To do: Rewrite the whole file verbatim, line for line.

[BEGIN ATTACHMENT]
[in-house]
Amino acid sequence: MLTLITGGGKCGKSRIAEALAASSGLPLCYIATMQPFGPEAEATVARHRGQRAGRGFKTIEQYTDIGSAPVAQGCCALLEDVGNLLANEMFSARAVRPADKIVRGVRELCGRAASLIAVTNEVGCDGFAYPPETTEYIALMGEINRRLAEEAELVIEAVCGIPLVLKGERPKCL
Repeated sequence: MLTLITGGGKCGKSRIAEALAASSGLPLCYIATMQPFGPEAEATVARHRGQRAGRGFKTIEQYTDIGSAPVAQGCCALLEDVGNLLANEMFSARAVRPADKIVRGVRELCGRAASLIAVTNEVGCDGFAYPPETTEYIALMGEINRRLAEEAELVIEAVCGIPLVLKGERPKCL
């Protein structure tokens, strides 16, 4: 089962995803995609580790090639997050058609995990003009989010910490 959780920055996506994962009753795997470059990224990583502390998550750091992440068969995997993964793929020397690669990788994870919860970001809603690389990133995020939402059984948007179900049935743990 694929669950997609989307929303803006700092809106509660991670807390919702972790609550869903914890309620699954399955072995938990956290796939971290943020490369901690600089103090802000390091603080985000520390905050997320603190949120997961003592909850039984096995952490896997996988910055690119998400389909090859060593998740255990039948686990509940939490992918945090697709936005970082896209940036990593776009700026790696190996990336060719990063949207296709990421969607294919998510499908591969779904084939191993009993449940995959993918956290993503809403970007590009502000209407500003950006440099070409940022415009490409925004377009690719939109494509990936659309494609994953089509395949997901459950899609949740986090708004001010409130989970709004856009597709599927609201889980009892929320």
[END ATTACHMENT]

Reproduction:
[in-house]
Amino acid sequence: MLTLITGGGKCGKSRIAEALAASSGLPLCYIATMQPFGPEAEATVARHRGQRAGRGFKTIEQYTDIGSAPVAQGCCALLEDVGNLLANEMFSARAVRPADKIVRGVRELCGRAASLIAVTNEVGCDGFAYPPETTEYIALMGEINRRLAEEAELVIEAVCGIPLVLKGERPKCL
Repeated sequence: MLTLITGGGKCGKSRIAEALAASSGLPLCYIATMQPFGPEAEATVARHRGQRAGRGFKTIEQYTDIGSAPVAQGCCALLEDVGNLLANEMFSARAVRPADKIVRGVRELCGRAASLIAVTNEVGCDGFAYPPETTEYIALMGEINRRLAEEAELVIEAVCGIPLVLKGERPKCL
């Protein structure tokens, strides 16, 4: 089962995803995609580790090639997050058609995990003009989010910490 959780920055996506994962009753795997470059990224990583502390998550750091992440068969995997993964793929020397690669990788994870919860970001809603690389990133995020939402059984948007179900049935743990 694929669950997609989307929303803006700092809106509660991670807390919702972790609550869903914890309620699954399955072995938990956290796939971290943020490369901690600089103090802000390091603080985000520390905050997320603190949120997961003592909850039984096995952490896997996988910055690119998400389909090859060593998740255990039948686990509940939490992918945090697709936005970082896209940036990593776009700026790696190996990336060719990063949207296709990421969607294919998510499908591969779904084939191993009993449940995959993918956290993503809403970007590009502000209407500003950006440099070409940022415009490409925004377009690719939109494509990936659309494609994953089509395949997901459950899609949740986090708004001010409130989970709004856009597709599927609201889980009892929320």